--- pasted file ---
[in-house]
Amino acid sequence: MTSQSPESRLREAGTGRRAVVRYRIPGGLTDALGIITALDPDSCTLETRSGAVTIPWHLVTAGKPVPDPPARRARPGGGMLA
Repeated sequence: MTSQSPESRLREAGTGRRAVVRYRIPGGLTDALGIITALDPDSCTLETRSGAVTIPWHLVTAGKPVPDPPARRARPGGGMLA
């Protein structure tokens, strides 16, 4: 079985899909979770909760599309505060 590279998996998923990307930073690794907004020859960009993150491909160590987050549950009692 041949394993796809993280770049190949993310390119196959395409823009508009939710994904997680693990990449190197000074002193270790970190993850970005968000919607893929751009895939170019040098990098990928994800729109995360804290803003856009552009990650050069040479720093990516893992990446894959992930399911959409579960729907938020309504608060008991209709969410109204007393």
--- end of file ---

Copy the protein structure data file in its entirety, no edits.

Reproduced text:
[in-house]
Amino acid sequence: MTSQSPESRLREAGTGRRAVVRYRIPGGLTDALGIITALDPDSCTLETRSGAVTIPWHLVTAGKPVPDPPARRARPGGGMLA
Repeated sequence: MTSQSPESRLREAGTGRRAVVRYRIPGGLTDALGIITALDPDSCTLETRSGAVTIPWHLVTAGKPVPDPPARRARPGGGMLA
């Protein structure tokens, strides 16, 4: 079985899909979770909760599309505060 590279998996998923990307930073690794907004020859960009993150491909160590987050549950009692 041949394993796809993280770049190949993310390119196959395409823009508009939710994904997680693990990449190197000074002193270790970190993850970005968000919607893929751009895939170019040098990098990928994800729109995360804290803003856009552009990650050069040479720093990516893992990446894959992930399911959409579960729907938020309504608060008991209709969410109204007393």